Keywords: collaboration, design practice and research, experiential knowledge, interdisciplinary, making, materiality


Indicative references:

Abrahamson, D. & Chase, K. (2015). Interfacing Practices: Domain Theory Emerges via Collaborative Reflection. Reflective Practice: International and Multidisciplinary Perspectives, 16(3): 372–389. DOI: 10.1080/14623943.2015.1052384.

Bhömer, M., Tomico, O., Kleinsmann, M., Kuusk, K. & Wensveen, S. (2012). Designing Smart Textile Services Through Value Networks, Team Mental Models and Shared Ownership. In Proceedings of the Third Service Design and Service Innovation Conference (pp. 53–63). Espoo: Laurea University of Applied Sciences.

Bowen, S., Durrant, A., Nissen, B., Bowers, J. & Wright, P. (2016). The Value of Designers’ Creative Practice within Complex Collaborations. Design Studies, 46, 174-198. DOI: 10.1016/j.destud.2016.06.001.

Ingold, T. (2013). Making: Anthropology, Archaeology, Art and Architecture. London: Routledge.

Mikkonen, J. & Pouta, E. (2016). Flexible Wire-Component for Weaving Electronic Textiles. In Proceedings of 2016 IEEE 66th Electronic Components and Technology Conference (pp. 1656–1663). DOI 10.1109/ECTC.2016.180.

Nimkulrat, N. & Matthews, J. (forthcoming 2017). Ways of Being Strands: Cross-Disciplinary Collaboration Using Craft and Mathematics. Design Issues, 33(4).

Rutkowska, J., Lamas, D., Visser, F. S., Wodyk, Z., & Bańka, O. (2017). Shaping Loyalty: Experiences from Design Research Practice. Interactions24(3), 60–65.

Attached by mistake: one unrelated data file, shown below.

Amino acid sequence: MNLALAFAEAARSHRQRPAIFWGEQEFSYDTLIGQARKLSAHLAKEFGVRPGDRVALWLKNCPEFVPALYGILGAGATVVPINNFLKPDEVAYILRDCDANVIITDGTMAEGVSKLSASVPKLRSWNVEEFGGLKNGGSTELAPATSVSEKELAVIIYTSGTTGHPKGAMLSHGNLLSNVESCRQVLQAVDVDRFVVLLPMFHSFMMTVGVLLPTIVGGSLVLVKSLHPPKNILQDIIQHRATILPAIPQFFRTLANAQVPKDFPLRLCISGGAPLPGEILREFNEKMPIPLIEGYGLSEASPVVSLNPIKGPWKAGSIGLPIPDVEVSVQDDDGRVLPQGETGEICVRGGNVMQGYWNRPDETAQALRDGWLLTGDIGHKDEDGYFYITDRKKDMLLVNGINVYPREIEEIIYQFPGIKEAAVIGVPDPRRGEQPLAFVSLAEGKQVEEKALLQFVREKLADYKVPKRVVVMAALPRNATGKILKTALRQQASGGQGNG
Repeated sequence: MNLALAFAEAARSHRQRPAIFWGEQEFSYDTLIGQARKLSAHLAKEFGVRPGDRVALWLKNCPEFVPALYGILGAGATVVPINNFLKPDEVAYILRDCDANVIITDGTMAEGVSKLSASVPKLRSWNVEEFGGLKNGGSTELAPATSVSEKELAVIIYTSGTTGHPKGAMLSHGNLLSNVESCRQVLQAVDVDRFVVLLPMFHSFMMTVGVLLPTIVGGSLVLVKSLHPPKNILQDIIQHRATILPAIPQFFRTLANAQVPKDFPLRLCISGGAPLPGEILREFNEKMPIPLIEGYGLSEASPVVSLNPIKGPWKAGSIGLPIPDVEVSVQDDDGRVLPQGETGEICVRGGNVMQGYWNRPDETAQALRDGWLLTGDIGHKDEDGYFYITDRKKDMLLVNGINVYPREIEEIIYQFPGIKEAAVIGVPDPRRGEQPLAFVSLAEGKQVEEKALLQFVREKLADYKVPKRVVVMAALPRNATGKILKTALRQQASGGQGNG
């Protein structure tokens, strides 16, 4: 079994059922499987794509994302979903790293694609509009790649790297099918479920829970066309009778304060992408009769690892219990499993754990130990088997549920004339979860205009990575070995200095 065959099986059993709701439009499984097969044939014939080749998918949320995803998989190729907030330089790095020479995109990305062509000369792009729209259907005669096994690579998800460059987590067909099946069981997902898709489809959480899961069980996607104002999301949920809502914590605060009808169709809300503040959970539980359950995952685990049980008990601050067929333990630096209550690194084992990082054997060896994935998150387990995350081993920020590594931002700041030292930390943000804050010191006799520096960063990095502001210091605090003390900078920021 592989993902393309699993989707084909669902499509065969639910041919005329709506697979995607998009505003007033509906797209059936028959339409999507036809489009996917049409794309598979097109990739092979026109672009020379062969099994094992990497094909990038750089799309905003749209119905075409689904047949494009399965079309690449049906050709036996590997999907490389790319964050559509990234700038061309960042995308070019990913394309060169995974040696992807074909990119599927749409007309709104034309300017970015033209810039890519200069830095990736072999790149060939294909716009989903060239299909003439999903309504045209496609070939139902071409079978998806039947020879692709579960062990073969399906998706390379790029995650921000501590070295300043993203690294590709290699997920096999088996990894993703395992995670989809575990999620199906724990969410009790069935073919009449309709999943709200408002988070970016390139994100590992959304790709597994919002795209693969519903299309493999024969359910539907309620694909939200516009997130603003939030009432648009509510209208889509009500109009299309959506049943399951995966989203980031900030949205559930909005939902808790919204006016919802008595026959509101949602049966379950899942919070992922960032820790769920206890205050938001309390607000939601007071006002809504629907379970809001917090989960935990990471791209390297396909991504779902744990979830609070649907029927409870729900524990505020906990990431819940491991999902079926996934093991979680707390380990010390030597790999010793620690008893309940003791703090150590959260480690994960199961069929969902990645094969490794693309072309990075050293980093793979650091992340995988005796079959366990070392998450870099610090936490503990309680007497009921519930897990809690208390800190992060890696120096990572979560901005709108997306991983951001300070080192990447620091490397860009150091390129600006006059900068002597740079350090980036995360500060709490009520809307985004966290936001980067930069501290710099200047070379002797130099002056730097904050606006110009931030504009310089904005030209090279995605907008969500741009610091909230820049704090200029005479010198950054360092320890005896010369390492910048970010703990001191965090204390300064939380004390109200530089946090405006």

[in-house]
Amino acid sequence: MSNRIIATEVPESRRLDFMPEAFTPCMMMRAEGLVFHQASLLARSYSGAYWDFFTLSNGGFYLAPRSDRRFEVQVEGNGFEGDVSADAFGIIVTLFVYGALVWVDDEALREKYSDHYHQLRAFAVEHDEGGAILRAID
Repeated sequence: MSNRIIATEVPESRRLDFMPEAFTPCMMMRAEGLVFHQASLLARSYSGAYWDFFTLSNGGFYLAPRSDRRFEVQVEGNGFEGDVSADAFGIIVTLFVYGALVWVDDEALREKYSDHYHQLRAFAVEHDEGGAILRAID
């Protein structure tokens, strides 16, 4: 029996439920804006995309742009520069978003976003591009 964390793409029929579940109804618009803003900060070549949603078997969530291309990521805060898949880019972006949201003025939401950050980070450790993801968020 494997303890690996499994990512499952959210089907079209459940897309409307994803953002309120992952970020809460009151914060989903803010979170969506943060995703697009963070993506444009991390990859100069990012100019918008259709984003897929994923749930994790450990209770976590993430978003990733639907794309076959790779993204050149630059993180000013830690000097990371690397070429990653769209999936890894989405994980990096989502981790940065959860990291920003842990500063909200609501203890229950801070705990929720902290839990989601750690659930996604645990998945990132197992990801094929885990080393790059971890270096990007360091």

Submission:

– Your paper will need to be between 5000 and 6000 words (maximum) in length excluding abstract and references using formatting applied in the template (see attached).
– All submissions must be in the English language.
– The online submission system will be open from 5th September 2017 and full papers must be submitted by midnight on 6th November 2017.

Key Dates:

– Submission system opens:  5th September 2017
– Deadline for full papers: 6th November 2017
– Notification of accepted papers:  8th February 2018
– Deadline for full paper revisions:  6th March 2018
– Final acceptance of revised papers:  27th March 2018
– Conference Dates: 25th-28th June 2018

Track Chair: Nithikul Nimkulrat, Estonian Academy of Arts, Estonia

Track Sub-Chairs:

Abigail Durrant, Northumbria University, UK
Camilla Groth, University College of Southeast Norway, Norway
Marte S. Gulliksen, University College of Southeast Norway, Norway
Kristi Kuusk, Estonian Academy of Arts, Estonia
David Lamas, Tallinn University, Estonia
Janette Matthews, Loughborough University, UK
Jussi Mikkonen, Aalto University, Finland
Oscar Tomico, Elisava, Barcelona School of Design and Engineering, Spain and Eindhoven University of Technology, The Netherlands
Stephan Wensveen, Eindhoven University of Technology, The Netherlands


 
 
Contact
 
Any enquiries about the conference, please contact drs2018limerick@ul.ie
Any enquiries about the EKSIG track, please contact nithikul.nimkulrat@artun.ee

Designing Knowledge

Aalto University, Department of Media and ACM SIGGRAPH would like to invite you and your community to take part in Designing Knowledge online exhibition.

We encourage unique submissions that present different ways of ‘thinking and doing things in knowledge production and design’.

We welcome works describing how digital archives are used in activities that involve the creation, dissemination, transformation, and sharing of knowledge on a wide variety of topics such as:

• Digital Arts and Computer Graphics
• Digital Humanities
• Sciences